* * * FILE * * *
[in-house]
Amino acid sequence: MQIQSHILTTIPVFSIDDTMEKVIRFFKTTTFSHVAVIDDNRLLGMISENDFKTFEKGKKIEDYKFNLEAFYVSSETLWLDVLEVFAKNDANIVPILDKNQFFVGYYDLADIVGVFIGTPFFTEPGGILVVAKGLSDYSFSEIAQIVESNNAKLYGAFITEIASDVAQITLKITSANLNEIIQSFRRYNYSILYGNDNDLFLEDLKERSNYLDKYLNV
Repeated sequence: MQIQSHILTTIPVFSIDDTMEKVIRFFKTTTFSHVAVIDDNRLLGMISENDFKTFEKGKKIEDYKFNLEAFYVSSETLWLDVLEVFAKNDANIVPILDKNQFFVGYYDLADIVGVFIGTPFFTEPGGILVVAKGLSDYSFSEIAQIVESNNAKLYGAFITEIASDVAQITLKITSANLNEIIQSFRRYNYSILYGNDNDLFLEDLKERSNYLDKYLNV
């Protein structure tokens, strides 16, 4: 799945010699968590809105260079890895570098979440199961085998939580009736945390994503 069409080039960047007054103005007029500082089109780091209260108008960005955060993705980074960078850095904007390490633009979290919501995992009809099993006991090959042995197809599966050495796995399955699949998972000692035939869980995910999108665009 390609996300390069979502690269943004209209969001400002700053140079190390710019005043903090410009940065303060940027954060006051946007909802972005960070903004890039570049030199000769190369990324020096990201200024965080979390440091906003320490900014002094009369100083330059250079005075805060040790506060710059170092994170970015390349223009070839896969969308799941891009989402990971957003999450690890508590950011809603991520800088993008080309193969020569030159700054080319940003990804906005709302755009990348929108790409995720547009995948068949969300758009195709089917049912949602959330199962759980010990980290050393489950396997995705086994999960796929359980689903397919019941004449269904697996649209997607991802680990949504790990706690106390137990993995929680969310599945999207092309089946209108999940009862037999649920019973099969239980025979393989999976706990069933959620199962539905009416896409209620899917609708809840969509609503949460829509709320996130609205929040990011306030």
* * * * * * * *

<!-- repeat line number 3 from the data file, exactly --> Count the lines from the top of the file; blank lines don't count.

Repeated sequence: MQIQSHILTTIPVFSIDDTMEKVIRFFKTTTFSHVAVIDDNRLLGMISENDFKTFEKGKKIEDYKFNLEAFYVSSETLWLDVLEVFAKNDANIVPILDKNQFFVGYYDLADIVGVFIGTPFFTEPGGILVVAKGLSDYSFSEIAQIVESNNAKLYGAFITEIASDVAQITLKITSANLNEIIQSFRRYNYSILYGNDNDLFLEDLKERSNYLDKYLNV